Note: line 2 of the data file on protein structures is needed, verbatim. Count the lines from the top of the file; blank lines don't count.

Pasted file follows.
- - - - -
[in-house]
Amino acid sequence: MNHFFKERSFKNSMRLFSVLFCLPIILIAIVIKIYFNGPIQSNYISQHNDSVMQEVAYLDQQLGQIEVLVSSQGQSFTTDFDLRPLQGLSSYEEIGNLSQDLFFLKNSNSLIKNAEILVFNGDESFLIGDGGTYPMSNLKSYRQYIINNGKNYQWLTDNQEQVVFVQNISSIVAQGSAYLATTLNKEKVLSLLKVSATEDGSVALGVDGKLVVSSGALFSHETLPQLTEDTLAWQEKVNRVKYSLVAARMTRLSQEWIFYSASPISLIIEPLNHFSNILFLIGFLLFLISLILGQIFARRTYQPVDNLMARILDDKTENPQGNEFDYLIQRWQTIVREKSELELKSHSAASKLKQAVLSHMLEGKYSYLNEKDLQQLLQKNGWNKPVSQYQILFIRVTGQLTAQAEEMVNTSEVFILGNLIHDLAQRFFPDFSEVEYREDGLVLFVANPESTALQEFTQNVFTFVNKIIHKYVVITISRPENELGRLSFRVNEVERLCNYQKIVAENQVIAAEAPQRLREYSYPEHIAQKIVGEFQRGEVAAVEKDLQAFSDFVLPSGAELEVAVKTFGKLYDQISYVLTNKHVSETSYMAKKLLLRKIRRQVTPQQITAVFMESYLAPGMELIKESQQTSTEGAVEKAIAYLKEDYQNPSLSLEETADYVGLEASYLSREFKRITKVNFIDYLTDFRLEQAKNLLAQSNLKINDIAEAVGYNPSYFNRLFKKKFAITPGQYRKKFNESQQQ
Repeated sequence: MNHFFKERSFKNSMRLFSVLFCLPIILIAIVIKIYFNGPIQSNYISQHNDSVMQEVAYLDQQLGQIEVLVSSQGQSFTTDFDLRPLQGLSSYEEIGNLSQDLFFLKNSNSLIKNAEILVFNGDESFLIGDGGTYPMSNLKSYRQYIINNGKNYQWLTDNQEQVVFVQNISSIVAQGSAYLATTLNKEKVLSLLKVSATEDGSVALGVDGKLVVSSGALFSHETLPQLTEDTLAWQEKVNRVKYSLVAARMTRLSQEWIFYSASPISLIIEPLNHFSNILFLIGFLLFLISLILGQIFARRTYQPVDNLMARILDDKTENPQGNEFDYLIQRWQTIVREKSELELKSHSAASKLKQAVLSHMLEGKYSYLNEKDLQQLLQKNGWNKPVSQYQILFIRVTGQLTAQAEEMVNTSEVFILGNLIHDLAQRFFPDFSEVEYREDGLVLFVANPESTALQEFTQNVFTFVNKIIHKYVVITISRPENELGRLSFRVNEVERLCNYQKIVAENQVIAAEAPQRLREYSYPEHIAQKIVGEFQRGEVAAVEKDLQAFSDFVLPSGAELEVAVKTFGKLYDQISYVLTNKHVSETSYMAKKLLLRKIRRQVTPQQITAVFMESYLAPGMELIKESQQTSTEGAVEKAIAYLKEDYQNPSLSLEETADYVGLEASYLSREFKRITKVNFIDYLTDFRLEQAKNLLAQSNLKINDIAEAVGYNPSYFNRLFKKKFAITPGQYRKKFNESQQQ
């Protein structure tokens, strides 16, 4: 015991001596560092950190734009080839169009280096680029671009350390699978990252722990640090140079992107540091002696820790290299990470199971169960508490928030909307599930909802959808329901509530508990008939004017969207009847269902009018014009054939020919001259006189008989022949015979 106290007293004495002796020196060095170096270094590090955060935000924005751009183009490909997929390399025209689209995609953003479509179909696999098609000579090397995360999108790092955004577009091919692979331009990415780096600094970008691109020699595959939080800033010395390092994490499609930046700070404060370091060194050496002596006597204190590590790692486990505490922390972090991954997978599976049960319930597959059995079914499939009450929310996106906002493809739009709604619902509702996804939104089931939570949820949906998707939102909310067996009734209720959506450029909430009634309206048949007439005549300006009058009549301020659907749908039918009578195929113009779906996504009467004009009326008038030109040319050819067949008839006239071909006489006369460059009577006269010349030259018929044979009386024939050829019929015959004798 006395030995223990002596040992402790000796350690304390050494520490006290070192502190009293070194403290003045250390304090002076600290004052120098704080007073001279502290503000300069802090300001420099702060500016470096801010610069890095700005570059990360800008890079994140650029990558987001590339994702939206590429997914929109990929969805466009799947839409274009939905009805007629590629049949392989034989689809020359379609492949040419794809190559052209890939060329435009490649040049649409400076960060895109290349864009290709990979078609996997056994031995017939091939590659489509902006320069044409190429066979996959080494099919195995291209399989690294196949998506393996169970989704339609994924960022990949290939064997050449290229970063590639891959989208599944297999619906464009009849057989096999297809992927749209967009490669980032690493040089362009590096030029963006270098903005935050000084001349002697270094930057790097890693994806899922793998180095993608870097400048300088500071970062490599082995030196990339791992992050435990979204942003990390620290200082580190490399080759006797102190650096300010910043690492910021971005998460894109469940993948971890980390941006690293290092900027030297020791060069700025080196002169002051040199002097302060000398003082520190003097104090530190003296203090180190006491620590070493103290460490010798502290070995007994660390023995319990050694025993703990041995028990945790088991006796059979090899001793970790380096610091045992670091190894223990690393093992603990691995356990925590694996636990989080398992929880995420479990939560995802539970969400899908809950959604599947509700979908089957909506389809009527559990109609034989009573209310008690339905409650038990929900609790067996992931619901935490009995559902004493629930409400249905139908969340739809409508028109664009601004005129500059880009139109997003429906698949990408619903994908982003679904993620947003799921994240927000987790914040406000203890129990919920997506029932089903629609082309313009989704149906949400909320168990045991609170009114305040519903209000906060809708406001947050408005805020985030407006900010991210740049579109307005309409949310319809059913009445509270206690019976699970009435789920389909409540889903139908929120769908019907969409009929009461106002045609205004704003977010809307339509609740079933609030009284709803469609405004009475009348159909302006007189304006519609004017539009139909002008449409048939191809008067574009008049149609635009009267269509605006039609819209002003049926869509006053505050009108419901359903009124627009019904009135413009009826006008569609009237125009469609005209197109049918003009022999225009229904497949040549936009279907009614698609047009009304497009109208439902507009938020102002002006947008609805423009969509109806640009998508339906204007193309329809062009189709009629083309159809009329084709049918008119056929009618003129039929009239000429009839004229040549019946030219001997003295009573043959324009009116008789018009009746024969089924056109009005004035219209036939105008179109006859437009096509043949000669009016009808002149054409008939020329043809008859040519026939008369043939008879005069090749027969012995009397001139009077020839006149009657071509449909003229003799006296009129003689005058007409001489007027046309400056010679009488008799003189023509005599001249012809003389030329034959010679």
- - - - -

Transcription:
Amino acid sequence: MNHFFKERSFKNSMRLFSVLFCLPIILIAIVIKIYFNGPIQSNYISQHNDSVMQEVAYLDQQLGQIEVLVSSQGQSFTTDFDLRPLQGLSSYEEIGNLSQDLFFLKNSNSLIKNAEILVFNGDESFLIGDGGTYPMSNLKSYRQYIINNGKNYQWLTDNQEQVVFVQNISSIVAQGSAYLATTLNKEKVLSLLKVSATEDGSVALGVDGKLVVSSGALFSHETLPQLTEDTLAWQEKVNRVKYSLVAARMTRLSQEWIFYSASPISLIIEPLNHFSNILFLIGFLLFLISLILGQIFARRTYQPVDNLMARILDDKTENPQGNEFDYLIQRWQTIVREKSELELKSHSAASKLKQAVLSHMLEGKYSYLNEKDLQQLLQKNGWNKPVSQYQILFIRVTGQLTAQAEEMVNTSEVFILGNLIHDLAQRFFPDFSEVEYREDGLVLFVANPESTALQEFTQNVFTFVNKIIHKYVVITISRPENELGRLSFRVNEVERLCNYQKIVAENQVIAAEAPQRLREYSYPEHIAQKIVGEFQRGEVAAVEKDLQAFSDFVLPSGAELEVAVKTFGKLYDQISYVLTNKHVSETSYMAKKLLLRKIRRQVTPQQITAVFMESYLAPGMELIKESQQTSTEGAVEKAIAYLKEDYQNPSLSLEETADYVGLEASYLSREFKRITKVNFIDYLTDFRLEQAKNLLAQSNLKINDIAEAVGYNPSYFNRLFKKKFAITPGQYRKKFNESQQQ